VOL. 128 | NO. 61 | Thursday, March 28, 2013
Memphis Law Talk
Long, Winding Road Brings Frulla Home for Legal Career
RICHARD J. ALLEY | Special to The Daily News
Before exploring the hushed recesses of a law library and the endless indexes of a legal textbook, Chris Frulla of Rainey, Kizer, Reviere & Bell PLC wanted to explore some of the country.
His wanderlust took him from Memphis, where he’d attended White Station High School, to South Carolina and College of Charleston. He graduated cum laude with a Bachelor of Science in anthropology and minor in geology and environmental geostudies.
Following college, Frulla worked for a cultural resource management company doing private archeology surveys for two years.
“Eventually I decided that it was something that I enjoyed but not something that I wanted to base my career around, and I started trying to make some decisions about the rest of my life,” he said.
His father is William Frulla, a University of Memphis Cecil C. Humphreys School of Law alumnus and longtime Memphis attorney.
“Growing up and watching the passion he had towards his profession, it’s always been in the back of my mind,” Frulla said. “I knew I wanted to go back to school and eventually I made a decision that I wanted to pursue a career in law.”
There was a stop to make first, however, in his exploration. Already an avid outdoorsman, he moved from South Carolina to Denver to work for an environmental law firm. The work got his foot in the door of the legal profession, also giving him the opportunity to fly fish, hike and golf amid the beauty of the Rocky Mountains.
“I wanted to come back to Memphis and be where my family was. I’ll enjoy the outdoors anywhere I am. Being an attorney allows me to take some nice vacations every now and then.”
– Chris Frulla
“I enjoyed the work I did there and during that time I made the decision to apply for law school,” Frulla said.
He knew his studies would take place at home and close to family in Memphis at the same school his father had attended. He said his time off between undergraduate and law school – almost four years – gave him a perspective he thinks many may lack going directly from one to the other.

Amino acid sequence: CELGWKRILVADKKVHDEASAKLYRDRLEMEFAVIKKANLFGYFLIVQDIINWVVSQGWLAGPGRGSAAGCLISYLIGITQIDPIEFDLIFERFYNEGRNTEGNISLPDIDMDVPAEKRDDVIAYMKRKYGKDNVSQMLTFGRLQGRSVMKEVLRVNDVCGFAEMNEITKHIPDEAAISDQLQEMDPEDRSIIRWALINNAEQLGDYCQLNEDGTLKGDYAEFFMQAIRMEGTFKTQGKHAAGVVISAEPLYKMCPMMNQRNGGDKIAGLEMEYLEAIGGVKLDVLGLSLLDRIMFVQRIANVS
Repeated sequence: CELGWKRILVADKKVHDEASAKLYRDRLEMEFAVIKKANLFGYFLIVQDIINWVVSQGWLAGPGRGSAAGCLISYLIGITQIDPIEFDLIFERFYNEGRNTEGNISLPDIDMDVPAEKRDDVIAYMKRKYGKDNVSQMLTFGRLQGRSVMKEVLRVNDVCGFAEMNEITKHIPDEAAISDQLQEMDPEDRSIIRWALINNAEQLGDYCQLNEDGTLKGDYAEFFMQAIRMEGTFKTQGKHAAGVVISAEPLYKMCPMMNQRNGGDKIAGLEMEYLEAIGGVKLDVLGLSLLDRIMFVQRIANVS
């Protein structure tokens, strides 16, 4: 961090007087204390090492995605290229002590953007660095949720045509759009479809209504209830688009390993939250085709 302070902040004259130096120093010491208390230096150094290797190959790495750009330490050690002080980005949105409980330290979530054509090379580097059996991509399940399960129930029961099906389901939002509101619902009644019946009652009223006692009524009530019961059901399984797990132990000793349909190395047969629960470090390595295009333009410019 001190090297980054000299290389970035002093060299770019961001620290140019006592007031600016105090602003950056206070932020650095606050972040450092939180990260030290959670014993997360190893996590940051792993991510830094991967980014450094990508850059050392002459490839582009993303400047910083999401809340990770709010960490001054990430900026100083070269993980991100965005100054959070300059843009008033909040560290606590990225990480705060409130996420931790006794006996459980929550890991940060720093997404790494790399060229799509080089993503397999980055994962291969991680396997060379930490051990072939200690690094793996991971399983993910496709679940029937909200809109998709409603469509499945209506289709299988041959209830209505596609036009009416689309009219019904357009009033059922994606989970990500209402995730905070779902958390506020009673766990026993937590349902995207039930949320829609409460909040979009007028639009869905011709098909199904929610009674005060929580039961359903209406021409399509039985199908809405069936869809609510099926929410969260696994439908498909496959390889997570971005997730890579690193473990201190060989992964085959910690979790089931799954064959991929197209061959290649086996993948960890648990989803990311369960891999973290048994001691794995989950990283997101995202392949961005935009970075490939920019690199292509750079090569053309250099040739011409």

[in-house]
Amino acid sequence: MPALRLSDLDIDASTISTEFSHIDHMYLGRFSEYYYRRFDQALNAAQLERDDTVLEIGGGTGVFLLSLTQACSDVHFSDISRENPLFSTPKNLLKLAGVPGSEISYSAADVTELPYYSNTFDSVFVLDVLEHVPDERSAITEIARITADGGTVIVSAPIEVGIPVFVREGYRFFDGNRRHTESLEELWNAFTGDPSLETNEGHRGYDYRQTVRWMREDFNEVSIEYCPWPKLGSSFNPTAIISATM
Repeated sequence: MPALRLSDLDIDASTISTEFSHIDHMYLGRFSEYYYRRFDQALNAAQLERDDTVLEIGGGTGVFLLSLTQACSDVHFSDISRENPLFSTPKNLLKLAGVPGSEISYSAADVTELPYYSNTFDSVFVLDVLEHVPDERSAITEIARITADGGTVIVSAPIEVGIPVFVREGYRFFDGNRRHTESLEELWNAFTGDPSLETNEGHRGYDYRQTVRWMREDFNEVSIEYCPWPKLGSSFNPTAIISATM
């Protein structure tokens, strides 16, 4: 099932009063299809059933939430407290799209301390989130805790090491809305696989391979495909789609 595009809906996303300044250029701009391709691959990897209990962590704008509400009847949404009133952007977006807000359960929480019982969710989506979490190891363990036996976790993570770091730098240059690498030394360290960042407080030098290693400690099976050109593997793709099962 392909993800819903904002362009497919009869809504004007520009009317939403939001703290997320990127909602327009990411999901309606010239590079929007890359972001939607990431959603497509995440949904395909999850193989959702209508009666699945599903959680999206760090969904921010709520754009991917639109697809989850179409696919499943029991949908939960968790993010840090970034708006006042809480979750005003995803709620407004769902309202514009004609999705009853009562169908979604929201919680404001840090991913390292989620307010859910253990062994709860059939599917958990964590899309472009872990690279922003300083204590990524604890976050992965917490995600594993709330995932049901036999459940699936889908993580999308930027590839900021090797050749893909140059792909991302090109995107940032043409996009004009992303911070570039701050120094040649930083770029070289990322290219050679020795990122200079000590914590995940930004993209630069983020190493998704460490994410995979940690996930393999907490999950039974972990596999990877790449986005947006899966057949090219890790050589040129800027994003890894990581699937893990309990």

Having come from days spent at the office in Denver, he treated school like a job, attending from 8 a.m. to 5 p.m. whether he had class or not.
The focus and dedication paid off, and a summer job after his second year of law school with Rainey Kizer turned into a job offer and work that began last August, two months after finishing school. His area of law covers insurance defense and tort litigation, something he worked in during that summer program.
Though he has yet to make it in front of a jury, many cases settling before trial, he does enjoy being in the courtroom.
“A lot of the cases I have are in General Sessions, which does not involve a jury trial,” he said. “It involves a bench trial with a judge.”
Still within his first year as a practicing lawyer, Frulla said Rainey Kizer has been great about working with him to further his knowledge in the field.
“All of the attorneys here are very helpful in assisting new attorneys,” he said, pointing especially to his mentor in the firm, Jonathan Stewart.
And, of course, help can still be had over family dinner with his father just across the table.
“He is a great resource,” Frulla said. “He was a great mentor throughout law school and he’s still a great one anytime I have questions about anything specific or just in general. He’s always there.”
Frulla can also draw on his law school experiences, where he worked as an extern for Magistrate Judge Diane Vescovo in the U.S. District Court for the Western District of Tennessee and also served as vice president of the Student Bar Association.
Though he moved away from the salt marshes of the Atlantic coast and the pristine streams of the mountains, Frulla couldn’t think of anyplace else he’d rather begin his legal career.
“I wanted to come back to Memphis and be where my family was,” he said. “I’ll enjoy the outdoors anywhere I am, and being an attorney allows me to take some nice vacations every now and then, and be able to get back and enjoy the parts of the country that I lived in.”